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Manifest Destiny

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Price £49.95
 
Manufacturer
Game Series
cards[1]
deeds[1]
mdmap[1]

Product Description

Theme:      Multi Era      Discounted     

Manifest Destiny is a card-driven multi-player strategy game for 3 to 5 players set in North America from colonial times to the present. Designed by Bill Crenshaw as the successor to the Age of Renaissance, and developed by Ken Gutermuth, Manifest Destiny combines the strategic components of earlier, longer civilization-based games with the elegance of streamlined European gaming. While reminiscent of its predecessors in some respects, it is significantly simpler and quicker to play. Designed to appeal to a wide range of gamers, Manifest Destiny combines several unique elements that require strategic balancing to succeed.
Each player controls a mercantile empire as it expands into territories containing new markets across the continent. Players use cash to purchase Progressions and tokens. Progressions give players additional capabilities during the game. Tokens are used for territorial expansion and to purchase Pioneers, cities and additional cards.

Pioneers are used to explore Breakthroughs, which provide a unique ability to the first player to complete the Breakthrough (or to two collaborating players). Cities increase payouts and improve a territory's defense. The number of tokens available for purchase each turn is limited based on turn order -- the earlier you move, the fewer tokens available. The cost of Pioneers, cities and cards increases based on how many players previously bought them that turn.

As players gain or lose territories, their Profit, which is paid in cash each turn, increases or decreases accordingly. Each territory produces one or more products that result in payment as corresponding cards are played.

The card system is multi-faceted. There are two types of cards, Destiny Cards (events) and Progress Cards (leaders, events, products). All cards must be played during their historical era and only one Destiny Card can be played each turn. Each card also has a number in historical sequence, and players choose turn order for the next turn based on who played the highest numbered card the prior turn.

Each game is unique -- there is no standard path to victory. The game has several elements that keep all players competitive -- cards and Progressions are designed to assist lagging players. How you balance the competing opportunities will determine whether you achieve your destiny.

Move first and you can play a Destiny Card and get the first shot at a Breakthrough; you will have more choices in how to use your tokens, but the number of tokens available is limited. Move later and you will have access to more tokens, but your options will be more expensive. Do you want to play a card to improve your turn order options or save it for later when you can better capitalize on it? Do you want to play a card to take advantage of an historical event, or as a product to generate cash? How do you use your limited tokens? Do you invest in Pioneers to explore Breakthroughs to try to get a leg up on the competition? Do you acquire cities to increase product payouts and protect your markets? Do you acquire additional cards to give yourself more flexibility? Do you save your tokens to expand your holdings to increase your Profit and possibilities for product payouts? What Progressions do you buy?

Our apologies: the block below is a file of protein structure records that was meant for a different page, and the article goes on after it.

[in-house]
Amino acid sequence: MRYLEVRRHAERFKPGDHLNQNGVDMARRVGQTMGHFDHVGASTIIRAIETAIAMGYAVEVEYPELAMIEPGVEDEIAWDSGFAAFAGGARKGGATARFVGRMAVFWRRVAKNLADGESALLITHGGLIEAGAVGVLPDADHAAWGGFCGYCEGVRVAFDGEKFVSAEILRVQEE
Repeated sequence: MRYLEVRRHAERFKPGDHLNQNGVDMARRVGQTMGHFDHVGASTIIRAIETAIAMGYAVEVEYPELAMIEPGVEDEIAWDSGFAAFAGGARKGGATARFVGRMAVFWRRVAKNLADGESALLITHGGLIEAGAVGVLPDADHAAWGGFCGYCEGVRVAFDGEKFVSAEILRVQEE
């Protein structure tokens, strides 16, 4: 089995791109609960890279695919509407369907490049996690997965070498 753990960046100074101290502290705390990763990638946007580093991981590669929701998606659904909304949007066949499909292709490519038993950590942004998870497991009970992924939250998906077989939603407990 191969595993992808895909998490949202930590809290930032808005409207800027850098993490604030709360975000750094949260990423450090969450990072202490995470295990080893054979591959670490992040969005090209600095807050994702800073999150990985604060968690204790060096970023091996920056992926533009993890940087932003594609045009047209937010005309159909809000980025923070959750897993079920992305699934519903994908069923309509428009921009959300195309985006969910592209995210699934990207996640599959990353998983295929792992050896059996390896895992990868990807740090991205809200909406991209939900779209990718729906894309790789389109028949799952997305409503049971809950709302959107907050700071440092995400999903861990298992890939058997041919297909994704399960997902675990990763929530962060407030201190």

As players acquire Progressions and Breakthroughs they receive deeds that are placed on a mat in front of them to mark their progress. Each Progression and Breakthrough is worth 1-3 Victory points, and the player with the most cities also gets 2 Victory Points. The game ends at the end of any phase in which a player reaches 30 Victory Points. Players' relative standings can be determined at a glance without extended calculations.

Players familiar with earlier related games will appreciate the combination of simplicity and sophistication. No complicated scoresheets to fill out, no pesky $1 bills, no smaller tokens that convert into larger ones, and no complicated competition system.

A 5-player game takes 3-4 hours, a 4-player game takes 2½-3½ hours, and a 3-player game takes 2-2½ hours. Allow more time for beginners.

Components: a 22" x 32" map; play money; a 64 card deck; five 6-sided dice; five sets of round tokens (25 each) and square counters (seven each) and miscellaneous markers (five victory Point counters, five Profit markers, five turn order markers, five priority turn order markers, 20 Cities, five Native Sovereignty markers, three Tourists, two Tech Centers); 75 Progression deeds and 20 Breakthrough deeds; five Progress Mats and one Breakthrough Chart.

Game Design: Bill Crenshaw


Base postage cost: £4.00

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